Hands-On Inventory Management: 1st Edition (Hardback) book cover

Hands-On Inventory Management

1st Edition

By Ed C. Mercado

Auerbach Publications

128 pages | 13 B/W Illus.

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Hardback: 9780849383267
pub: 2007-12-13
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pub: 2007-12-13
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Better inventory management translates directly into better cash flow for businesses. However, in order to successfully manage inventory, businesses must strike a balance between customer demand and the amount of inventory they keep. Hands-On Inventory Management demonstrates principles key to developing an inventory management process, which will meet customer needs while keeping inventory costs at a level reasonable enough to produce a profit. 

The text explains basic inventory principles, calculations, and techniques using real-world examples. Different operational situations require different inventory planning and replenishment approaches; hence, this book emphasizes the prerequisites needed for success in a number of different industries. These prerequisites include top management support, a clear definition of responsibilities and alignment of goals throughout the company, as well as uncomplicated item identification. The author stresses the importance of accurate recordkeeping and delineates the most common causes of inaccurate records. He provides solutions to mitigate these causes and demonstrates how businesses can develop and administer a cycle counting program that will lead to a more well-managed physical inventory.

Using a building-block approach, Hands-On Inventory Management gives a clear view of what steps must be taken to strike a profitable balance between customer demand and inventory.

Table of Contents


Objective of Inventory Management

Reasons to Carry Inventory

Too Much Inventory

Too Little Inventory

Costs Associated with Inventory

Profits and Cash Flow are Different Things

Eternal Issues of Inventory Management

Prerequisites for Effective Inventory Management

Operational Environments

How Operational Situations Impact Inventory 

A Retail Store (Merchandising Environment)

A Producer of Retail Items (Make-To-Stock Environment)

A Specialty Steel Fabrication Shop (Make-to-Order Environment)

A PreEngineered Firm (Engineer-To-Order Environment) 

Flow Process Environment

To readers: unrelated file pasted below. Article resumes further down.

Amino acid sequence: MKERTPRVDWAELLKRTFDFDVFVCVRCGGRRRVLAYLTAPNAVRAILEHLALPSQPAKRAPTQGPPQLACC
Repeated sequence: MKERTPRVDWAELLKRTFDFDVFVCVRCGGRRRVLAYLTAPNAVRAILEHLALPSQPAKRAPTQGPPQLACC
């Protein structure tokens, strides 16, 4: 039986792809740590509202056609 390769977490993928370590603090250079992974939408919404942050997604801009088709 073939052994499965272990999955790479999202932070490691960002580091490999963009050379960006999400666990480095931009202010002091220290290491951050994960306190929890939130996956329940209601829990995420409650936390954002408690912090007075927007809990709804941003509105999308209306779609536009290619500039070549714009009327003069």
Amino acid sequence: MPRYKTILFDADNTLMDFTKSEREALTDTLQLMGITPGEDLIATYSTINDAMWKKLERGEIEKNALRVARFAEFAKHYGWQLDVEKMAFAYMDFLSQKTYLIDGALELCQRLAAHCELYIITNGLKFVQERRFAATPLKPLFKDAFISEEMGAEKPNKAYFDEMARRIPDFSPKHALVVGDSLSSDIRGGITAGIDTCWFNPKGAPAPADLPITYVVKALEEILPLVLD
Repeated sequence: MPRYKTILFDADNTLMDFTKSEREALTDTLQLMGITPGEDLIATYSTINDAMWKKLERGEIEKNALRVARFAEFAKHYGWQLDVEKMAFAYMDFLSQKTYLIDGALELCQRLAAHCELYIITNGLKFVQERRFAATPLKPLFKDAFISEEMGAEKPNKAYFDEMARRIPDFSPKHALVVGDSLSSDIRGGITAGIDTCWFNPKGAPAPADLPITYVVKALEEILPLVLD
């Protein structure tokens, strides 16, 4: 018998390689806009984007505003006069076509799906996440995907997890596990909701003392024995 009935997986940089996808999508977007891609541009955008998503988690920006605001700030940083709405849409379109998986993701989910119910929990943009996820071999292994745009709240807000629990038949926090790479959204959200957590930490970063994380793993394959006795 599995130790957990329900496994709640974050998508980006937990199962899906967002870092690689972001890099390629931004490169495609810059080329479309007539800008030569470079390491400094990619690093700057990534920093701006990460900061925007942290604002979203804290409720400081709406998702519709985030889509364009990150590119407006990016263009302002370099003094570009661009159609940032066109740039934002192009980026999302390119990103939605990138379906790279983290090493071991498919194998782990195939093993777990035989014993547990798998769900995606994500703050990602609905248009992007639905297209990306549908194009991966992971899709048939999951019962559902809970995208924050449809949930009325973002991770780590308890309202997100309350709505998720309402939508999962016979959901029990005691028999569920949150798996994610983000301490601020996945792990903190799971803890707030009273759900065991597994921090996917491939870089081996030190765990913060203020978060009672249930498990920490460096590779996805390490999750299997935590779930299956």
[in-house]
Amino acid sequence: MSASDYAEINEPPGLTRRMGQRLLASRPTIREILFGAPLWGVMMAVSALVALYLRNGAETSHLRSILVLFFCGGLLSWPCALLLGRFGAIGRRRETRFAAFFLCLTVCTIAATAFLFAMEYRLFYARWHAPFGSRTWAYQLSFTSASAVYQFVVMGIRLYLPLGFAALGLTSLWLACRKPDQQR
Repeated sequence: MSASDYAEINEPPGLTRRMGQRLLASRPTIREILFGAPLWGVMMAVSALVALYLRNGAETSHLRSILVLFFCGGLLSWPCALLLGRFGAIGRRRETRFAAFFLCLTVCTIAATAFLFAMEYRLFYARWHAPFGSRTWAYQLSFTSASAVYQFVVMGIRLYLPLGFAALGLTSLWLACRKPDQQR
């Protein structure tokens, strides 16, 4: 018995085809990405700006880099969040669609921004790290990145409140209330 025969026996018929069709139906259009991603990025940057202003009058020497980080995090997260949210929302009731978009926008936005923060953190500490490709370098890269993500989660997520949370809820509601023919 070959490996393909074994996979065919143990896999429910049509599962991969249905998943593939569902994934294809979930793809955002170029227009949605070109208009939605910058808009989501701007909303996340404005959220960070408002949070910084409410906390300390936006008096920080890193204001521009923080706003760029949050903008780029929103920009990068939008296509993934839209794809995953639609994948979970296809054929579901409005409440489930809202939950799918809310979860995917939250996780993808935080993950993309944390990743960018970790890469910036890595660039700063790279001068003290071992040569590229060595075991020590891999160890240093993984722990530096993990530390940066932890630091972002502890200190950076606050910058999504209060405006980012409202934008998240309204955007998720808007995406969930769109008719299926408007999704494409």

Project Environment 

Types of Inventory

Different Inventory Items Require Different Controls

Classification by Stage in the Production Process

Classification by Responsibility

Classification by Value of Annual Usage—ABC Classification 

The ABC Classification

Other Ways of Classifying Inventory

Measures of Inventory Effectiveness

Percentage of Inventory with No Requirements (Demand) in

Upcoming X Months (Lower Is Better)

Percentage of Inventory with No Issues for the Last X Months

(Lower Is Better)

Days Inventory On Hand (Lower Is Better)

Other Measures

Aligning Goals with Other Departments

Purchasing and Inventory Management

Production and Inventory Management

Lowering Inventory Levels

Engineering, Production, and Purchasing

Responsibility for Inventory Management

Inventory Transactions

The Need for Inventory Records

When Should A Part Number Be Assigned?

Part Numbering Schemes

Significant Part Numbers

Nonsignificant Part Numbers

Combination Part Numbers

Why Use Records?

Bills of Materials

 Inventory Accuracy

The Need for Inventory Record Accuracy

Achieving Inventory Accuracy

Only Two Types of Inventory Transactions

Transactions that Increase Quantity on Hand 

Transactions that Decrease Quantity on Hand

Root Causes of the Most Common Transaction Errors

How to Error-Proof Transactions

First-Time Data Entry

Avoid Rekeying Data

Format and Error Checking in Documents

Cycle Counting and Physical Inventory

Objective of Cycle Counting

Where to Begin Cycle Counting

Definition of Cycle Count Variance

Definition of a CutOff Point

Example of Incorrect CutOff

Other Causes of Discrepancies and Suggested Analyses

Setting Up a Cycle Count Program

Physical Inventory 

Inventory Planning and Replenishment

How to Determine What and How Much Inventory Is Needed

Different Operational Situations Require Different Techniques

Inventory Planning: How Much Do We Need?

Dependent and Independent Demand

How Far Ahead To Guess Requirements?

Situation Example 1: Retail Store

Situation Example 2: Producer of Retail Products

Situation Example 3: A Specialty Steel Fabrication Plant

Situation Example 4: A Preengineered Conveyor Company

Situation Example 5: Producer of Configured Products


Situation Example 6: Maintenance, Repair and

Operating Items, Indirect items, Consumables

Situation Example 7: Food Processing Plant (Process

Flow Environment)

The Basic Reorder Point Technique

Economic Order Quantity (EOQ)

Visual Techniques

Materials Requirements Planning (MRP)

The Basic MRP Record 

Other MRP Details 

The Concept of Safety Stock

Stocking More Than We Need

Single Period Inventory Model

Summary of Inventory Planning and Replenishment

Storage and Physical Control

The Receiving Process

A Starting Point: Good Housekeeping

Assigning Physical Locations

Point-of-Use Inventory

Consignment Inventory

Success Factors for Consignment Programs

Supplier-Managed Inventory

Supply-Chain Management

Definition of Supply-Chain Management

The Systems Viewpoint 86

The Firm’s Place in the Supply Chain

Coordination with Other Elements in the Supply Chain

Opportunities for Improvement are All Over the Supply Chain

An Example of a Supply-Chain Opportunity

Lean Principles and Continuous Improvement

Lean Principles

Examples to Eliminate Waste

Tools for Lean Management

The Concept of 5 S

Just-In-Time (JIT) Concepts

Kaizen (Continuous Improvement)

For Further Reading

Subject Categories

BISAC Subject Codes/Headings:
BUSINESS & ECONOMICS / Purchasing & Buying